According to the Scientific Community, It’s Time for Change

If you couldn’t tell, I’ve been hinting at this for a while. In several posts over the past few months, there has been discussion amongst the medical community that has created controversy regarding the mode of transmission of COVID-19. Many providers of all disciplines have been very concerned about their contraction rates and that of their coworkers, even when utilizing the proper droplet precautions prescribed by national guiding agencies. Many healthcare providers felt they were being mislead and that COVID-19 was actually being transmitted by another means, other than droplets.

I mentioned this controversy in the Webinar I gave for the Michigan Physical Therapy Association. I was also very clear that we were still under droplet precautions at that time and we currently are STILL under those precautions now. However, as of July 6, 2020, over 1000 healthcare providers around the world have died from COVID-19. You can read about all of them here.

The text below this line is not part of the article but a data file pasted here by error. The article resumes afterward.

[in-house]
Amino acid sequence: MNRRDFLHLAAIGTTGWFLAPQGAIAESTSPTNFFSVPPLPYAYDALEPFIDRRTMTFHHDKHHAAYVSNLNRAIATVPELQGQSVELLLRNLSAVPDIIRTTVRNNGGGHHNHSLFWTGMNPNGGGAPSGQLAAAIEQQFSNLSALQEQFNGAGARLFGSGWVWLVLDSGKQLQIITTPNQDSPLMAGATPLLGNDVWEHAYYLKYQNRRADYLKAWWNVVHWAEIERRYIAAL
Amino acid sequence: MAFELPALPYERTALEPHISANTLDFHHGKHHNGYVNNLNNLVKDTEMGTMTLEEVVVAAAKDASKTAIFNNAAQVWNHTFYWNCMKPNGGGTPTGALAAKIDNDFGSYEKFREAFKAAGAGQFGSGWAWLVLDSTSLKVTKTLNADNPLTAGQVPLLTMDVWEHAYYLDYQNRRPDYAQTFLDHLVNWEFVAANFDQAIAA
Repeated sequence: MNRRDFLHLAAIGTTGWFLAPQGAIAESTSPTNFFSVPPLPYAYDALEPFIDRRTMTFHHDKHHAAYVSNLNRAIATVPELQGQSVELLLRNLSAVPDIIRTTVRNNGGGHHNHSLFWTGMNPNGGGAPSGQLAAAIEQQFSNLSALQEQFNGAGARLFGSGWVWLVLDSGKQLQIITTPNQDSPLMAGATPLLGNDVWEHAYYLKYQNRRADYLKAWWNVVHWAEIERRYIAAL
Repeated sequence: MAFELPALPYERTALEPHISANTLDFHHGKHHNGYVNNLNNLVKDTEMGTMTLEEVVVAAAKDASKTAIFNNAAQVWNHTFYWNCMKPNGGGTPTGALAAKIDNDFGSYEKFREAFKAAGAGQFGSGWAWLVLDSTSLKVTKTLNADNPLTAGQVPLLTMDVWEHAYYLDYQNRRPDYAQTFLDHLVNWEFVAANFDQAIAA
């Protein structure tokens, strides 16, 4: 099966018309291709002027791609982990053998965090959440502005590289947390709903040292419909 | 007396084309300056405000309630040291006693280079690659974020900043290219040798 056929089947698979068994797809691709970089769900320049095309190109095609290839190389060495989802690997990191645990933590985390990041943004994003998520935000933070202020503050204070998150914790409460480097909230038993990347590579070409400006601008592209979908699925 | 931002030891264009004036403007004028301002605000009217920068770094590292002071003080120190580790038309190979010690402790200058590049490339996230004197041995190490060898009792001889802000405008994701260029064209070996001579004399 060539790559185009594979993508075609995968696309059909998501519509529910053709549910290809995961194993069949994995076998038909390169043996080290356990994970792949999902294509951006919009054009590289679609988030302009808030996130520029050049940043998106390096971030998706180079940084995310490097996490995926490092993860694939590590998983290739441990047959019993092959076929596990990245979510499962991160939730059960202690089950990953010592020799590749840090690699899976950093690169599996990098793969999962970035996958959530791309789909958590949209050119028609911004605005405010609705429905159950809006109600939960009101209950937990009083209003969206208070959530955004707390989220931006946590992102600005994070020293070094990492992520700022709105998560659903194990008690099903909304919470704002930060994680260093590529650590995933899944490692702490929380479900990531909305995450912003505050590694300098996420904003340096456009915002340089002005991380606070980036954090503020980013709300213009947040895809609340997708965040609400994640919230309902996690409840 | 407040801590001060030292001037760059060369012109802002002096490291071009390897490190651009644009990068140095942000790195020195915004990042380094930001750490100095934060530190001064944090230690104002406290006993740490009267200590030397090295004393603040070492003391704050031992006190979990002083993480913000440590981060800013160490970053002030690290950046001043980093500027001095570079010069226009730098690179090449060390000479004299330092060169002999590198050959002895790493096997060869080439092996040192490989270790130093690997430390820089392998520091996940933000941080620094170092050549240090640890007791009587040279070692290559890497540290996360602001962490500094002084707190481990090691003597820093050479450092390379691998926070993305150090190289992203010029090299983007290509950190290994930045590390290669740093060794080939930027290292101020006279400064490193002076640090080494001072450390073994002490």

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In addition to that, as of May 21, 2020, studies showed that only 1% of healthcare workers (outside of the US) contracted COVID-19. However, they found that a higher percentage of the healthcare workers that contracted it never worked in high risk areas or with positive patients than those who did not. They also found that as many as 93% of healthcare workers actually reported symptoms of COVID-19 but were never tested. This likely indicates that healthcare workers who worked in non-high risk places who did not utilize aerosol precautions in their PPE were more likely to contract COVID-19 from asymptomatic (and therefore untested) patients. The risk of nosocomial transmission was relatively low overall in high risk places because aerosol precautions were utilized.

And, let’s be very clear: TO DATE 94,097 healthcare workers have been confirmed positive with COVID-19 just in the US (per the CDC), with over 500 deaths. Here is a snapshot taken directly from their website today (July 8, 2020). As you can see, they only have data for a very small percentage of overall patient cases to determine employment status so this number is likely severely underestimated. You can also see they had just over half the data on deaths, so another likely underestimate.